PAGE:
INTERNATIONAL EXHIBITS ON DISPLAY THROUGH THE SUMMER
BY EILEEN PERSIKE
This is the summer of the 31st Olympiad; a time when the world and its cultures come together in competition – this year in Brazil. While on a somewhat less grand scale, ArtStart Rhinelander is hosting an international event of its own this summer.
The gallery has secured two major art collections which will be on display through the summer. The Museum of Russian Art in Minneapolis and Finlandia University Gallery in Hancock, Michigan have both, for the first time, loaned out their artwork.
“These exhibitions are quite a coup for us because the Russian Museum of Art is a high end museum and this is the first time they have lent out their collection,” said Laura Ehmann. “Finlandia University Gallery has never loaned their collection, either.”
A nice first for a small gallery in Rhinelander, but what does it actually take to secure a collection? Plain and simple, Ehmann said, she asks.
“I just ask,” she said with a laugh. “We are getting some amazing exhibitions for next year just by asking.”
Not all asks are answered, but many are. The generosity of the collectors is why ArtStart is successful in getting the variety of exhibits the do. Ehmann said she is “pleasantly surprised” when they pieces fall into place.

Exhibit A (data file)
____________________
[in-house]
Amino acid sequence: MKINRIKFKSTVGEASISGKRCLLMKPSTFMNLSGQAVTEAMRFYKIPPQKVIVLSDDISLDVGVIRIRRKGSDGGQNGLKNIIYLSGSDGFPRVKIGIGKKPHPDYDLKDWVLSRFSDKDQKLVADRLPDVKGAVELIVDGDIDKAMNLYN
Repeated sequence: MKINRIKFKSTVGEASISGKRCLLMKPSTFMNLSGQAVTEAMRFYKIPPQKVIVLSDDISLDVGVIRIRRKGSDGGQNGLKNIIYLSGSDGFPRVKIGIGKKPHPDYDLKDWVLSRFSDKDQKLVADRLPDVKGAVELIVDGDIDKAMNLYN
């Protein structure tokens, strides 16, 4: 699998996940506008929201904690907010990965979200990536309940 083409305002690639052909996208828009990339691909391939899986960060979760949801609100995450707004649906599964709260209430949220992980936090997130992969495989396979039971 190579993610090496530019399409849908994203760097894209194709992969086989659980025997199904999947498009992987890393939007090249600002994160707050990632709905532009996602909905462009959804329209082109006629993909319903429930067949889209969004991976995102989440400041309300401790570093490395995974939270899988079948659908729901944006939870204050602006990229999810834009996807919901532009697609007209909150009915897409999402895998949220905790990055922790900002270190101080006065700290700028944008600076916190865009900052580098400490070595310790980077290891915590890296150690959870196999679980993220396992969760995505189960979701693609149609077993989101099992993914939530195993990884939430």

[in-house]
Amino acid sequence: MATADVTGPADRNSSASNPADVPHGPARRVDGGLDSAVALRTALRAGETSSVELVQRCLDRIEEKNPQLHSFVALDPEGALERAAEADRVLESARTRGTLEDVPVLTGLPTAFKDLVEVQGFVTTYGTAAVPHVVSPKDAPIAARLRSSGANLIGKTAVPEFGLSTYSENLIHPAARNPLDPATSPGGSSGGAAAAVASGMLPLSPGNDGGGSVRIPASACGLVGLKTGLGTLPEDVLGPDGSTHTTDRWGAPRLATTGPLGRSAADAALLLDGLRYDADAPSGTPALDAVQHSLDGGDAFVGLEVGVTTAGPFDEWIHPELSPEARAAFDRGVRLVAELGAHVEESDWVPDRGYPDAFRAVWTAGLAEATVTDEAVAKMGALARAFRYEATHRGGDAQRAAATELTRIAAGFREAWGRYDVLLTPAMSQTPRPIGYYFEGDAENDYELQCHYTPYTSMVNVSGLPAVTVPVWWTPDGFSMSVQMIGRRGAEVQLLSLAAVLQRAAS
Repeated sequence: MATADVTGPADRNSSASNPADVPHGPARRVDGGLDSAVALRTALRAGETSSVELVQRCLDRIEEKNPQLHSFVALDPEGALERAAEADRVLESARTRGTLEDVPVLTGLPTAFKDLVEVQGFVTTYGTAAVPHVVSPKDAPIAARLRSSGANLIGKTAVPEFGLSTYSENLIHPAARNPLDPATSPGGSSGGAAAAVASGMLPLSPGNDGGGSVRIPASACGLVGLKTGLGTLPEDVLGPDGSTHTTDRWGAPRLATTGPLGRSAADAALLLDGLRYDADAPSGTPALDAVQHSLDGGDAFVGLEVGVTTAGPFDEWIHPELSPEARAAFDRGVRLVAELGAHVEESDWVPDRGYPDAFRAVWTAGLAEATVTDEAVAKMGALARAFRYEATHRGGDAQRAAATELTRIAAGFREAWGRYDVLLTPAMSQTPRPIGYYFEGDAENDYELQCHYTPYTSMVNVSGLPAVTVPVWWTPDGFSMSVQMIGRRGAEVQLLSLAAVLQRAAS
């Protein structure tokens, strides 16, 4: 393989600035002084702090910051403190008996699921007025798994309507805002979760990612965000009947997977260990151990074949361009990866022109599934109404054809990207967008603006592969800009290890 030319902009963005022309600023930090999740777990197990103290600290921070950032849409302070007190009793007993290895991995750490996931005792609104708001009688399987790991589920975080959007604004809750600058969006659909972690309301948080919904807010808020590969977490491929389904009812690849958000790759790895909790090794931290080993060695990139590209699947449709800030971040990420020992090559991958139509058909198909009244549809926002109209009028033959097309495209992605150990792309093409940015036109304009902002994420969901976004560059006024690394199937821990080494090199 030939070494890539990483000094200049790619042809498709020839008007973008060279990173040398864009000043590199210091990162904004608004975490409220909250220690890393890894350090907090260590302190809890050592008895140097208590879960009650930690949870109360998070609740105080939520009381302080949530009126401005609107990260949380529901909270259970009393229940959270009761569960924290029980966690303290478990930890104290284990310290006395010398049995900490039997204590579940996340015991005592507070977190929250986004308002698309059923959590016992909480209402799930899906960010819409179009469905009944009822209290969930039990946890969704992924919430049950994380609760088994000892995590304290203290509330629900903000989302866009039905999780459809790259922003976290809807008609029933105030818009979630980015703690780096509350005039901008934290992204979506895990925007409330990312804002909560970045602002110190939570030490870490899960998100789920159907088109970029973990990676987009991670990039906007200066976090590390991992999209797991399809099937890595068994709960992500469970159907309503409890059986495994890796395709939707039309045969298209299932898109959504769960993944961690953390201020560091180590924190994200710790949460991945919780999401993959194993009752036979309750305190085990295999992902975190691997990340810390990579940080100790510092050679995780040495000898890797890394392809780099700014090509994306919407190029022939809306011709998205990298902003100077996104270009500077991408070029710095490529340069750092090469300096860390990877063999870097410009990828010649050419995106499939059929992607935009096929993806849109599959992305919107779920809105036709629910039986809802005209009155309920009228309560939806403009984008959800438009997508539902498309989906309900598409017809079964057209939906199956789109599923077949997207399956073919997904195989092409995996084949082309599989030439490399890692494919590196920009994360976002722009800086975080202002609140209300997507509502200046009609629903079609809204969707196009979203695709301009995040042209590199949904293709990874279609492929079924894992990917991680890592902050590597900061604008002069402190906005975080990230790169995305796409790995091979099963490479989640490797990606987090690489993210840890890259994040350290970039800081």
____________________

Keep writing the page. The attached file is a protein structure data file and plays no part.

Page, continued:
According to the curator of the Russian Museum of Art, Maria Zavialova, Ph.D., artistic styles in the Soviet era reflected “highly variable degrees of revolutionary idealism as well as conformism and non-conformism.” The government allowed artistic expression and experimentation up until the mid 1930s when the state began to exercise control over all forms of art. Stahlin imposed a “systemic artistic standard defined as Socialist Realism” which limited creative expression in the Soviet Union until the 1980s. The exhibit is cosponsored by Ministry Health Care and WJFW.
Across the hall is the collection of modern art from the Finlandia University Gallery. The contrast in styles leads to questions about any sort of connection. And while ArtStart often has two completely different exhibits, Ehmann said there is a small link between these two.
“The common theme is a collection of two prestigious galleries,” she suggested. “The countries may not like each other, but geographically, they are close.”
The Finlandia gallery features the work of contemporary Finnish, Finnish-American and American artists. Preserving, promoting, and celebrating Finnish and Finnish American cultural history and contemporary society lies at the heart of Finlandia University, according to a promotional article. The exhibit is cosponsored by the Mary Kinnunen Memorial Fund and Ponsse.
ArtStart is open through the construction, with parking across the street, behind McDonalds. The Russian Museum of art is located at 5500 Stevens Avenue, Minneapolis, Minn. Finlandia University Gallery is at 435 Quincy Street in Hancock, Mich. There will be a Gallery Talk & Reception July 30 at 6 p.m. featuring Dr. Masha Zavialova, who will discuss Russian art.